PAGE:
Although ejection fraction was lower in the SHR compared to WKY, stroke volume was similar due to the larger EDV. Since there were no observed differences in heart rate between animal types, these similarities in stroke volume corresponded with similar estimates of cardiac output. The larger EDV observed in SHR compared to control is consistent with a compensatory effect that maintains cardiac output in the face of reduced ejection fraction. This compensatory mechanism may increase myocardial fibrosis in aging SHRs leading to increased chamber stiffness (LeGrice et al. 2012) and increased end‐diastolic pressure, which promotes eccentric hypertrophy and chamber enlargement (Grossman et al. 1975). Even though the age‐matched groups of SHRs and WKYs had similar stroke volumes and cardiac outputs, the 21 month SHRs had higher MAP and therefore performed more cardiac minute work to achieve normal cardiac output. It has been previously shown that SHRs have a lower ratio of capillaries to myocytes (LeGrice et al. 2012). This will likely lead to inefficient oxygen delivery, which, when combined with the increased energetic demand, may result in ischemic myocytes and cell death. Myocyte death would give rise to fibrosis, which would exacerbate the downward spiral into heart failure.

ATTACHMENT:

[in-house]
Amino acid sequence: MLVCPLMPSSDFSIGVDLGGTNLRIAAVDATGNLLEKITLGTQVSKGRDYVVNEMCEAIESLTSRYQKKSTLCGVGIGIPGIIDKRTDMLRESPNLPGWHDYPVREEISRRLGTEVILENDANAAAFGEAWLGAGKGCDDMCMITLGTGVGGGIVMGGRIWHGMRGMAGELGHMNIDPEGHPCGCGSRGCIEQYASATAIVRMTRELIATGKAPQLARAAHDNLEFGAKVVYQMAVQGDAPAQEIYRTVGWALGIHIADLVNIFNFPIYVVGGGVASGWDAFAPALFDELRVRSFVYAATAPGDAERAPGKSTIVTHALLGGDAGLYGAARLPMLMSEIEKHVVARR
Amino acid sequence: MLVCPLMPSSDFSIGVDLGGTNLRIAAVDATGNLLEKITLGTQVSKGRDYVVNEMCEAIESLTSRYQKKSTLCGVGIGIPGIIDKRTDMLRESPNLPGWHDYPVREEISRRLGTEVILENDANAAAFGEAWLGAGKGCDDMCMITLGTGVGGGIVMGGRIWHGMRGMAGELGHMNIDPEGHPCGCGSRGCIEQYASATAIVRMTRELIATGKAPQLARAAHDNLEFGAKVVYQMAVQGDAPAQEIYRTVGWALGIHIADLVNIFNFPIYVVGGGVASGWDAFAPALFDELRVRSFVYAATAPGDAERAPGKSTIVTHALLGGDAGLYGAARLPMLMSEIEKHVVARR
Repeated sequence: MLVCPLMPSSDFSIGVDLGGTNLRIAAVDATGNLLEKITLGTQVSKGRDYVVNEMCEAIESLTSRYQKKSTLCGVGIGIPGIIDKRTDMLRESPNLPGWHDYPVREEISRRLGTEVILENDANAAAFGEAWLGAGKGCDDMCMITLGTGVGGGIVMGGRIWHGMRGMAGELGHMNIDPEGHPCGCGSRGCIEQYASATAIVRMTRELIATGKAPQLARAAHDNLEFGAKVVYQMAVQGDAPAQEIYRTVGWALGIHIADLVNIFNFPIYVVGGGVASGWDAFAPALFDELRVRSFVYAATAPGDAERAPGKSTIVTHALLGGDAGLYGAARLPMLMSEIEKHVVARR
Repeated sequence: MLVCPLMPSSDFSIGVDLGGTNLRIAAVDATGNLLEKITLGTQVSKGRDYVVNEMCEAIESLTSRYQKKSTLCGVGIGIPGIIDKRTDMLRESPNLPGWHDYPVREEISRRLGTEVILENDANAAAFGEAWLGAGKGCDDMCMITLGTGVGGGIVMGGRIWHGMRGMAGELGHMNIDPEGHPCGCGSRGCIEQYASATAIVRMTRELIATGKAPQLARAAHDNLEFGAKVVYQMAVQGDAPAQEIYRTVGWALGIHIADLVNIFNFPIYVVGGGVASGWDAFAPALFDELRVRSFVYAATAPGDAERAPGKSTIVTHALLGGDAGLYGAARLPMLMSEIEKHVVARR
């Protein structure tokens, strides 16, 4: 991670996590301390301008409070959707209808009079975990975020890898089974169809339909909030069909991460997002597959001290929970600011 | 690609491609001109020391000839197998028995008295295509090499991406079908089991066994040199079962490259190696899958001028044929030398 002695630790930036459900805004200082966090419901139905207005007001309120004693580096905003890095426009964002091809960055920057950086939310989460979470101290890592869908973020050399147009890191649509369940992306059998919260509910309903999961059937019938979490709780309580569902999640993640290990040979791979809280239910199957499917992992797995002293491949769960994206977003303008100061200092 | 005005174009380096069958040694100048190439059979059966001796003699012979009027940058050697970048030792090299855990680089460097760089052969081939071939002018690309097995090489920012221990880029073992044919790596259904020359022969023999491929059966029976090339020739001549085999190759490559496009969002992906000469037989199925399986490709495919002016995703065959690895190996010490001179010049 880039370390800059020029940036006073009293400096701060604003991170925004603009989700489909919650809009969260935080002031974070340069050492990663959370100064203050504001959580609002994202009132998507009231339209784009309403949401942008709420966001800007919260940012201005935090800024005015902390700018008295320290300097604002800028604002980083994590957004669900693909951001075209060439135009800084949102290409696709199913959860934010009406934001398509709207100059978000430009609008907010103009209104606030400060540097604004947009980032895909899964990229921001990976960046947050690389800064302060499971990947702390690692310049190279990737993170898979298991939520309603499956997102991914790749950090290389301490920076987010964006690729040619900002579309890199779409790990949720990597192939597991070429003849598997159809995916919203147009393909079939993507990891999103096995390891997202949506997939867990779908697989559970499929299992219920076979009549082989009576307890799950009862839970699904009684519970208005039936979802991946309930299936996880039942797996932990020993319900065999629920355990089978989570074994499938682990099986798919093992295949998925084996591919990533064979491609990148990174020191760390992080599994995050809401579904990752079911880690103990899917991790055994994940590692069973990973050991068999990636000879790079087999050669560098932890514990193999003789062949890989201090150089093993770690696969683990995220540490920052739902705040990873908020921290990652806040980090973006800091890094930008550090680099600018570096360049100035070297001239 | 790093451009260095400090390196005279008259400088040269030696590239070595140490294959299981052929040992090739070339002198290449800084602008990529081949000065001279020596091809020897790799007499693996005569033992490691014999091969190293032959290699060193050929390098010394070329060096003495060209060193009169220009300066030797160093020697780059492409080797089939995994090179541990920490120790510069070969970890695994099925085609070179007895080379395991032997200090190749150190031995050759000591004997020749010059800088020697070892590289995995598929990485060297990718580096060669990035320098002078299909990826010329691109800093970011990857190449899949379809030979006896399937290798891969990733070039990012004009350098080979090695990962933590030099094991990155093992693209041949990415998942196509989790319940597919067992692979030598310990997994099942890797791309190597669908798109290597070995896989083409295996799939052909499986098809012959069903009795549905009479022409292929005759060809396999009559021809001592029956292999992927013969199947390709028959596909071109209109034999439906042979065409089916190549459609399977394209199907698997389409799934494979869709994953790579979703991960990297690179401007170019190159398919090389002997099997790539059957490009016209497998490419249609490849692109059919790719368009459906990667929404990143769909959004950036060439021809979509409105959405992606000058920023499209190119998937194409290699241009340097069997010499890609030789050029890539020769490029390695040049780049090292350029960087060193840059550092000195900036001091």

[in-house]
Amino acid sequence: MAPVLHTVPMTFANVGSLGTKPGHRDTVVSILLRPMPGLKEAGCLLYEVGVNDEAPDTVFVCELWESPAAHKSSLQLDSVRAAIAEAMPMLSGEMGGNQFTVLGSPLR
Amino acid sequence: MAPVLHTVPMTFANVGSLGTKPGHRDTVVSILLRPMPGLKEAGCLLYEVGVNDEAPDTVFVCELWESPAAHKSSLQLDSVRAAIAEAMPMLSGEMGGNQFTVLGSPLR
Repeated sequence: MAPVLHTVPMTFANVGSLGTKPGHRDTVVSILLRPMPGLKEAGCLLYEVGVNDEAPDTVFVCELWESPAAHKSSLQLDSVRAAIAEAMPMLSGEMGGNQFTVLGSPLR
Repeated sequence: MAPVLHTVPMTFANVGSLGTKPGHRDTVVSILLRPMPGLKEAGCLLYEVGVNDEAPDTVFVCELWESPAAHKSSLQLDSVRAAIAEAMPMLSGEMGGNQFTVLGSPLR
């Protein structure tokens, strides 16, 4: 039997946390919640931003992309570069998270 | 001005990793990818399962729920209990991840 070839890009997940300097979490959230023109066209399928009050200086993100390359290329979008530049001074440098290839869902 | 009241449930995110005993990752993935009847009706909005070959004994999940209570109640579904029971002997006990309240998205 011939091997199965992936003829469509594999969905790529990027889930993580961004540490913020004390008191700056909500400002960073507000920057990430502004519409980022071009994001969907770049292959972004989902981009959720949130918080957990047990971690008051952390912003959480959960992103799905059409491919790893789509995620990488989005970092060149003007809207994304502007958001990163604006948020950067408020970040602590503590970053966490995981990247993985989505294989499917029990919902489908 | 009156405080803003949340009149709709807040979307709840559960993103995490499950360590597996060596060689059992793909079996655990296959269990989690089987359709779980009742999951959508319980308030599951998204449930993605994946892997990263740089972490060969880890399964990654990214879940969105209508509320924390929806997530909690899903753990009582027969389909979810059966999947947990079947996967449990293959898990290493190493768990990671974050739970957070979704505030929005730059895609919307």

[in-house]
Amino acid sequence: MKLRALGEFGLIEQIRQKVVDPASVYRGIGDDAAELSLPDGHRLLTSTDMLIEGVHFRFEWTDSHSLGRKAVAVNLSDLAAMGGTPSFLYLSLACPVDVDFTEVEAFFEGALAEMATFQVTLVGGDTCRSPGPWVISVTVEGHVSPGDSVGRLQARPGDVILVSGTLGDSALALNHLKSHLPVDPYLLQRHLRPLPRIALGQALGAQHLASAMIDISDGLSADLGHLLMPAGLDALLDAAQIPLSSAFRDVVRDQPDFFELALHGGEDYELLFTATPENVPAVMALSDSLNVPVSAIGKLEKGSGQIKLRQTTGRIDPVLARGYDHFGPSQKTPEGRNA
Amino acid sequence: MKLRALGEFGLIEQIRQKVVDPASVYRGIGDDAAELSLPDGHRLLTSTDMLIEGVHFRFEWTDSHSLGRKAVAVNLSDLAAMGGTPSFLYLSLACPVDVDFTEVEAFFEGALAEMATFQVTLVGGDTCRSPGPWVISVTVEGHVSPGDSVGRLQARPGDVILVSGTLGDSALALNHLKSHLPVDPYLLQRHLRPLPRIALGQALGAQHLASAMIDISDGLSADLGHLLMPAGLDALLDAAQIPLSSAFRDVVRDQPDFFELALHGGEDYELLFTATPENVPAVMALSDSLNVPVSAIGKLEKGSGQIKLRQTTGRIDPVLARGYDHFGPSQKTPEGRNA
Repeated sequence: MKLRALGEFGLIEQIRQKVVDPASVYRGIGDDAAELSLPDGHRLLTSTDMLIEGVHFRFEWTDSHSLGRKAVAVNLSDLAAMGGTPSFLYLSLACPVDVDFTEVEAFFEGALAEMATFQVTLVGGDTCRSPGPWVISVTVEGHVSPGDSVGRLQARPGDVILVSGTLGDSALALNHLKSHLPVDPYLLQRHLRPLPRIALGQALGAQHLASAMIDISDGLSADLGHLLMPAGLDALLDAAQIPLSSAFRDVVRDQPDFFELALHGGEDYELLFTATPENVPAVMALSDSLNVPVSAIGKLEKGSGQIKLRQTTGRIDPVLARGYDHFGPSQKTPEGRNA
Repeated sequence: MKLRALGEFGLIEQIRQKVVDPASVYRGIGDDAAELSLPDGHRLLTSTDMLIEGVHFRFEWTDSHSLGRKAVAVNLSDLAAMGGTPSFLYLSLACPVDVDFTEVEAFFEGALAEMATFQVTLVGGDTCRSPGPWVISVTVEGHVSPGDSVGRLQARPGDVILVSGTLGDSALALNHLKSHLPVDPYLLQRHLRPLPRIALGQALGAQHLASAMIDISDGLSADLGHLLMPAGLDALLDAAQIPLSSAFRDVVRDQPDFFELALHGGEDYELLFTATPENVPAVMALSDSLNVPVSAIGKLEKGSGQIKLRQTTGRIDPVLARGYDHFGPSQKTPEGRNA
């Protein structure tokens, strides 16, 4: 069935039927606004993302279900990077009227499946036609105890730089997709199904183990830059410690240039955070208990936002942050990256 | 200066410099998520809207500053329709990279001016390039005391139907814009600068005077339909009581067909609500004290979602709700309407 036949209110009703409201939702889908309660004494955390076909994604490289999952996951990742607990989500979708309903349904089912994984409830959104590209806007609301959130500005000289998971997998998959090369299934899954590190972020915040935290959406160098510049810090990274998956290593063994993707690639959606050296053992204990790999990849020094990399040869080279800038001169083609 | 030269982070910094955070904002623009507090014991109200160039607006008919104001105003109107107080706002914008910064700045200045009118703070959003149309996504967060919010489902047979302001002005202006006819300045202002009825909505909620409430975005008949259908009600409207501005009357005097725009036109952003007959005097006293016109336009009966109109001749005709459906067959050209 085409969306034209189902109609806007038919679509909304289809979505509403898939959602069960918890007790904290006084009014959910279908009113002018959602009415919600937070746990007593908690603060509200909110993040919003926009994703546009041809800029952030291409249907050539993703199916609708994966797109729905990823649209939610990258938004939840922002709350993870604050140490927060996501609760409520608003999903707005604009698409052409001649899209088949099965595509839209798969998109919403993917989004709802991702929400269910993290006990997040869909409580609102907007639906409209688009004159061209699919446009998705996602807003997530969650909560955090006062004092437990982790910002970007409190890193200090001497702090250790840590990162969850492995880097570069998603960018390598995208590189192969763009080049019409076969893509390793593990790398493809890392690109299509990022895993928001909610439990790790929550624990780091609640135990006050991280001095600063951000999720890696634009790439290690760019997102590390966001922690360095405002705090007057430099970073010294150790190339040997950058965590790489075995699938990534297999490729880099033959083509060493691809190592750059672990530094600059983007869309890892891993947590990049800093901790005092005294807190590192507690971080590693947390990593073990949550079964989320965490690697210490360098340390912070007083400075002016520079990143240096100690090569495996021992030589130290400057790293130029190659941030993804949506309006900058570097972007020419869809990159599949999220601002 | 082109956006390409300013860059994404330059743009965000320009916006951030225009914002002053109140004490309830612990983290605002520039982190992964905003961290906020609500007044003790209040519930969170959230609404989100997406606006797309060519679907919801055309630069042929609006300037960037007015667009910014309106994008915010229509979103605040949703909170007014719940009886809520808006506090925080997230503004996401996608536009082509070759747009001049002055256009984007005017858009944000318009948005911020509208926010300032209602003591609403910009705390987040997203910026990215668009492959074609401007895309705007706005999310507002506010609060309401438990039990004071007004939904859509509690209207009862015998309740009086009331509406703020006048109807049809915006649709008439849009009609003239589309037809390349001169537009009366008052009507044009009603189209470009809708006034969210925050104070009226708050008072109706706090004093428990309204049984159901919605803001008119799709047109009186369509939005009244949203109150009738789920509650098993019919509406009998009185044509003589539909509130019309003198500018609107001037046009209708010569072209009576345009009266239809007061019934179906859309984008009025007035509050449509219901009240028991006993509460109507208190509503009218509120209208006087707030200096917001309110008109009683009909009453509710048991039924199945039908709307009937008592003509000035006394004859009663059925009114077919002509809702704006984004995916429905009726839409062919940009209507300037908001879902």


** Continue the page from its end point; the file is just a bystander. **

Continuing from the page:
We did not observe low cardiac output in the SHR at 21 month, an age at which we expected to observe signs of failure in the SHR. As 13 of 34 SHRs died before they could be studied, it is likely that our SHR group data at 21 month are biased toward healthier animals and do not capture the failure state of the SHR animal model. The reduced efficiency (Han et al. 2015) coupled with the myocardial fibrosis (LeGrice et al. 2012) observed in the aged SHR, are likely to be important factors that would lead to compromised ventricular function. Metabolic effects have previously been shown to precede mechanical dysfunction in the SHR (Hernandez et al. 2013), suggesting that SHR ventricular function may decline soon after maximal cardiac work at 21 months of age. In HFpEF patients, an increase in stroke volume is accompanied by a larger increase in stroke work than is seen in control (Kawaguchi et al. 2003), which is consistent with our stroke work measurements in aged SHRs.